Percutaneous Cannula Placement - pediagenosis
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Tuesday, September 10, 2019

Percutaneous Cannula Placement

Percutaneous Cannula Placement
Venous-Venous Extracorporeal Membrane Oxygenation
Prior to performing venous-venous extracorporeal membrane oxygenation (ECMO), appropriately sized vessels and ECMO configuration (e.g., femoral-femoral, femoral-jugular) must be chosen to achieve maximum ECMO flow to support the patient.

  The femoral vein is punctured with an 18-G needle by palpating the femoral artery and directing the needle just medial to the artery or via ultrasound. A J-tipped guidewire is advanced through the needle and should be visualized in the right atrium–IVC junction. A series of graduated dilators are used, and the venous cannula is placed over the guidewire. A similar approach is achieved for the jugular vein.
    A novel method of achieving venous-venous ECMO is via a double-lumen catheter, which can be placed in the right jugular vein. Ultrasound-guided venous puncture of the right jugular vein is achieved with an 18-G needle, and a stiff, J-tipped guidewire is placed and should be anchored deep into the IVC. TEE is essential, but to minimize complications, fluo- roscopy is required.6 A series of graduated dilators are used, and the double-lumen catheter is placed so that the upper and lower drainage holes are located at the SVC and IVC, respectively (Fig. 2.15). The return (oxygenated blood) port is found in the mid–right atrium, and the oxygenated blood is directed toward the tricuspid valve.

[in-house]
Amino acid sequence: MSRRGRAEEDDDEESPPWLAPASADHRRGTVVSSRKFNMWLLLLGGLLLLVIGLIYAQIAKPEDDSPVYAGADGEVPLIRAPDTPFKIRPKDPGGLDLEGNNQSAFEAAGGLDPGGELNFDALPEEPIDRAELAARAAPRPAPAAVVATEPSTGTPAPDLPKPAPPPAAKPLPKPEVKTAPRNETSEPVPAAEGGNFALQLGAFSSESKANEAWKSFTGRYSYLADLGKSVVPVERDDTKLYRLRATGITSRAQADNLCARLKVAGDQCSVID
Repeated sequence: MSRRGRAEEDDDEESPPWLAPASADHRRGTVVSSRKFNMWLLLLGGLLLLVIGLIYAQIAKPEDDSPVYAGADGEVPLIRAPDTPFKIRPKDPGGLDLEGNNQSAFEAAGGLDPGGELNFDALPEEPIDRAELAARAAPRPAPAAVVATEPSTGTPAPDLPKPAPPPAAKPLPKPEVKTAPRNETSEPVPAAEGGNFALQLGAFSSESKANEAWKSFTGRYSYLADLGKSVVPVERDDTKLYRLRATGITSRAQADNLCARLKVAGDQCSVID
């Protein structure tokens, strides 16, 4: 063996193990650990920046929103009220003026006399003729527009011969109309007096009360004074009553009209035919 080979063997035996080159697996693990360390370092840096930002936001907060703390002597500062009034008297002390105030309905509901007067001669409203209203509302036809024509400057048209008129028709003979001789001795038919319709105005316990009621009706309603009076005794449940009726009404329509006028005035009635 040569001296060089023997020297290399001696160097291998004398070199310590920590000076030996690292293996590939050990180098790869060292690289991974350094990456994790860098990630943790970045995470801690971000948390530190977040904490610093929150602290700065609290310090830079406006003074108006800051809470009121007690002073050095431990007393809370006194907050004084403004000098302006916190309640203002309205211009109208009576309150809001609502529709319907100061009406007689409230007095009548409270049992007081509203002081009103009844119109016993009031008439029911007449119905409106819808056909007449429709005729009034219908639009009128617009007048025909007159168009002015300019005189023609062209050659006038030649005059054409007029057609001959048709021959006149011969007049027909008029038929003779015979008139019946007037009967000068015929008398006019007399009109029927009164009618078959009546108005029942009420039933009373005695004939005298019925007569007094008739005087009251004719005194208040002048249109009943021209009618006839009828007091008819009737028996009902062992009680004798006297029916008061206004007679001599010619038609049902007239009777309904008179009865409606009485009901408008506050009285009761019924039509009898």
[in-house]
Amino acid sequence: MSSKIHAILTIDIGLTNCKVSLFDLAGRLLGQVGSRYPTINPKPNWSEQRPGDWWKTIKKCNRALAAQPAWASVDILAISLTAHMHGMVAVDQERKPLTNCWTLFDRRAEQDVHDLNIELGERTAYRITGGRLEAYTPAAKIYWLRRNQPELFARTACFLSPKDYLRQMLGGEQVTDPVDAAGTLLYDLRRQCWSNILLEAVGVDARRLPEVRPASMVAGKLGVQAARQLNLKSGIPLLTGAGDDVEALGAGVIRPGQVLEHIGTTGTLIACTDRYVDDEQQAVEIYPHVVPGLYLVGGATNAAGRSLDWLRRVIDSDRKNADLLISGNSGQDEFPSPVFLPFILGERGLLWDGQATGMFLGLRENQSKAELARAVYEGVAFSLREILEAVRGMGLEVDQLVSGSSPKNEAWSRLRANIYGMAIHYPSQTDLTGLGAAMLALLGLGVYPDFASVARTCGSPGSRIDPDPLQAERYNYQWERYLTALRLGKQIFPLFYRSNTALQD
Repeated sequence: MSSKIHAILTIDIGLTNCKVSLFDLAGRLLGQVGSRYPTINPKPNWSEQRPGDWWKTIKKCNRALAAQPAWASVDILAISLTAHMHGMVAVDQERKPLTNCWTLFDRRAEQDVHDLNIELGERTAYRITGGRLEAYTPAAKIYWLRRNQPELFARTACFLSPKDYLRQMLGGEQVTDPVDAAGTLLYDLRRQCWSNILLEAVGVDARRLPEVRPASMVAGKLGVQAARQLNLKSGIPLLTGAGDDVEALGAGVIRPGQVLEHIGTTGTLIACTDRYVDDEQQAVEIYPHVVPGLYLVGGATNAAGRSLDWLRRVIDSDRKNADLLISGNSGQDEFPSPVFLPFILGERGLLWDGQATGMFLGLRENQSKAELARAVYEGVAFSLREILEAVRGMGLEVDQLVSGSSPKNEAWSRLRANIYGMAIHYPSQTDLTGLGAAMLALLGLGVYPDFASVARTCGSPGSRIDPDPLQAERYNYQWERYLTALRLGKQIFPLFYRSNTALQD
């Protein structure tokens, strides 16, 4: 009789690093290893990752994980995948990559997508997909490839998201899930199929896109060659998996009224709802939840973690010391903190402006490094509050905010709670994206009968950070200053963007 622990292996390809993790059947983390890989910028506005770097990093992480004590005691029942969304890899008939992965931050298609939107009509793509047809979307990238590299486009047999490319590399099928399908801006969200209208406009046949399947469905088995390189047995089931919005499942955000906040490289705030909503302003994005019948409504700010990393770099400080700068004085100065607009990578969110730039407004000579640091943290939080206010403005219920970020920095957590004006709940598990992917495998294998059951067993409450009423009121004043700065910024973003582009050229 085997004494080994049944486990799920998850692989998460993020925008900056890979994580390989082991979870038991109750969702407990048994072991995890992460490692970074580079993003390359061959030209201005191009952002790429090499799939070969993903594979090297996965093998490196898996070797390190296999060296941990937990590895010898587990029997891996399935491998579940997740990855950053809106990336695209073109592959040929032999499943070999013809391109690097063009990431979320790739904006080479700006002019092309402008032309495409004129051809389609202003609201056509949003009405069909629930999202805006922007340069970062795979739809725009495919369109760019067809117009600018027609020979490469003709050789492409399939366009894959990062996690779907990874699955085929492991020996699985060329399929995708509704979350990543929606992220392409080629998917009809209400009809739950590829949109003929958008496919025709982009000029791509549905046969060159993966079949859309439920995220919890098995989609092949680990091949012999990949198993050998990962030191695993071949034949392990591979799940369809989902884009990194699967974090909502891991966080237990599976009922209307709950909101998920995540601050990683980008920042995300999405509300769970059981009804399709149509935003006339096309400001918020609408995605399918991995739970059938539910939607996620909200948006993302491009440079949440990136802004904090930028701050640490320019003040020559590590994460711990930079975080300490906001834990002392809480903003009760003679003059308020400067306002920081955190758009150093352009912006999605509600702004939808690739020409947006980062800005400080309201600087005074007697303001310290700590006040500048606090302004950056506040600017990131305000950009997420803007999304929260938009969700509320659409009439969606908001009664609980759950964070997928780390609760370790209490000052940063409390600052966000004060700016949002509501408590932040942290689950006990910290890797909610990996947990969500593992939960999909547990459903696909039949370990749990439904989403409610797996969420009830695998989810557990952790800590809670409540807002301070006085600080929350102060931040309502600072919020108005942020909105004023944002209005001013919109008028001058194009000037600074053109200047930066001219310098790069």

Figure 2.15 Double lumen “Avalon” catheter through the superior vena cava with guidewire showing inflow upper and lower ports in the superior vena cava and inferior vena cava and a small jet of blood flowing through the mid-port directed at the tricuspid valve. See image of Avalon catheter as well.

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